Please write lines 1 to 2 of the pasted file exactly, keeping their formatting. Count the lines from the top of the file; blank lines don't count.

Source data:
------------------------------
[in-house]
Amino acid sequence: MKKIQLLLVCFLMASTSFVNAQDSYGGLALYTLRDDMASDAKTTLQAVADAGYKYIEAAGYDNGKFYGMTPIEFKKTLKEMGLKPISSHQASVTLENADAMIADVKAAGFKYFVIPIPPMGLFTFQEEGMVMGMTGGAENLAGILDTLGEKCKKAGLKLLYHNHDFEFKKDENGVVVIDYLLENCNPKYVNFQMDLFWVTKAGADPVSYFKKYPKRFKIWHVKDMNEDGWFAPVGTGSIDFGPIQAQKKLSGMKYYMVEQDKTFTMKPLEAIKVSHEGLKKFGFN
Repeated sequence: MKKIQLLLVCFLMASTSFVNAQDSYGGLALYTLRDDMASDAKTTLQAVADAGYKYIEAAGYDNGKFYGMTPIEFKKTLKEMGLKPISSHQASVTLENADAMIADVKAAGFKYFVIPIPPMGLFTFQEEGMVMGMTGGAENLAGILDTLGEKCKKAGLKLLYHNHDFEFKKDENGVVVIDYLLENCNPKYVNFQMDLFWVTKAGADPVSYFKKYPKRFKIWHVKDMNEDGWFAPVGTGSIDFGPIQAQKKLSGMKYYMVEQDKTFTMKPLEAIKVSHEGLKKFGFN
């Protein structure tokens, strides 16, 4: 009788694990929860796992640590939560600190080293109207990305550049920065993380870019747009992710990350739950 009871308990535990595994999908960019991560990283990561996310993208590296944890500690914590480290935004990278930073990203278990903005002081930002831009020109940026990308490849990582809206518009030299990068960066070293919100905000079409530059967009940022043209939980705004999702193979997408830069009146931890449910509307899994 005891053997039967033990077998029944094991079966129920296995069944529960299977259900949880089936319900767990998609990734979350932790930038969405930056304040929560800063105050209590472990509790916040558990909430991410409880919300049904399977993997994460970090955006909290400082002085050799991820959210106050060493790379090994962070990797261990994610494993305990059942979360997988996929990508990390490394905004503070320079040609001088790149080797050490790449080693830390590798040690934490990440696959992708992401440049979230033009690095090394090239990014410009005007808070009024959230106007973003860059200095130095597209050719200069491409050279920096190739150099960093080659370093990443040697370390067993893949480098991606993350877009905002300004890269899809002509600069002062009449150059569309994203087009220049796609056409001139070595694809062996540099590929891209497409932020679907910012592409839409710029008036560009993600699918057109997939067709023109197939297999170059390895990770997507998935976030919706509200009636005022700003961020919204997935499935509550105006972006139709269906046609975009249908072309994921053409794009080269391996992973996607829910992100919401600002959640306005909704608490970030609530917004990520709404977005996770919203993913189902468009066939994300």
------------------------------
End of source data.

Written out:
[in-house]
Amino acid sequence: MKKIQLLLVCFLMASTSFVNAQDSYGGLALYTLRDDMASDAKTTLQAVADAGYKYIEAAGYDNGKFYGMTPIEFKKTLKEMGLKPISSHQASVTLENADAMIADVKAAGFKYFVIPIPPMGLFTFQEEGMVMGMTGGAENLAGILDTLGEKCKKAGLKLLYHNHDFEFKKDENGVVVIDYLLENCNPKYVNFQMDLFWVTKAGADPVSYFKKYPKRFKIWHVKDMNEDGWFAPVGTGSIDFGPIQAQKKLSGMKYYMVEQDKTFTMKPLEAIKVSHEGLKKFGFN